Reproductive tract and sexually transmitted infections among currently married women in India: findings from DLHS-RCH

Rekha Mohapatra, Sambalpur University
Soumya Mohanty, International Institute for Population Sciences (IIPS)

Issues relating to reproductive tract and sexually transmitted infections (RTIs/STIs) have begun to draw importance recently in India for the growing HIV/AIDS pandemic in the country. The prevention and control of RTIs/STIs, including HIV, have become national priority. However, the epidemic continues to spread widely, and little is known about rates among women in India. The concern is more, since women are affected at a younger age than men. This paper focuses on the individual attributes of women that determine health outcomes through the understanding of infections in relation to their awareness and knowledge on reproductive health problems. The District Level Household Survey Data which was under taken in 2002-04 among currently married women aged 15-44 and their husbands in 593 districts of India is used. The findings show that women’s increased biological vulnerability is compounded by their subordinate social status in many parts of India and suffer silently with RTIs/STIs. Awareness and knowledge of mode of transmission of RTI/STI is lower among younger, non-literate women, and women from schedule tribes. The standard of living index shows a positive relationship with awareness of RTIs/STIs. Rather than health professionals, relatives and friends are the prominent source of information of RTIs/STIs. The prevalence of any reproductive health problems and specific symptoms are higher among rural women with low treatment seeking behavior than urban women. The utilization of private health facility and the Indian system of medicine is high among urban women than rural women who mainly utilized government health facility and chemist or medical shop for treatment. Thus, education and out reach are needed to reduce stigma and lack of knowledge related to RTIs/STIs and their treatment. The low social status of women, especially young women, appears to be a significant influence on their low rates of treatment for these health problems.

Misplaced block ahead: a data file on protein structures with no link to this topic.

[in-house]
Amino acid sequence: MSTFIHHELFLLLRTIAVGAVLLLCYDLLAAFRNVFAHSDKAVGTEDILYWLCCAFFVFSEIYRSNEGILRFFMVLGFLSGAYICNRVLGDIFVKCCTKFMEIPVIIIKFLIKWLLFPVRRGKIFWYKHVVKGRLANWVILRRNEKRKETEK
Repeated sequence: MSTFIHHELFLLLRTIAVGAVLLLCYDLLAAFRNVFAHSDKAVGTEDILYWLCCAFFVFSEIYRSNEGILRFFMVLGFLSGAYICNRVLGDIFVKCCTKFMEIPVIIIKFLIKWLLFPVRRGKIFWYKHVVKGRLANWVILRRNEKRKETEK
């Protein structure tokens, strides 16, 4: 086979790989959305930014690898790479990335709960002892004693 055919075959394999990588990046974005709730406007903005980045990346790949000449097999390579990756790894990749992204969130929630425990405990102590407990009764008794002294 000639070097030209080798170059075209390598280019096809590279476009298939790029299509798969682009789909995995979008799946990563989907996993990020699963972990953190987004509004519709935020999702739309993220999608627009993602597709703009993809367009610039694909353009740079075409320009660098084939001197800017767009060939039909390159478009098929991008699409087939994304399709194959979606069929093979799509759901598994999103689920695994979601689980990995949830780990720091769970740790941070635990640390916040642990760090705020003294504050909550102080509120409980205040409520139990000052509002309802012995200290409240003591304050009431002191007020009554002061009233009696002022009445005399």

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Presented in Session 16: Reproductive Morbidity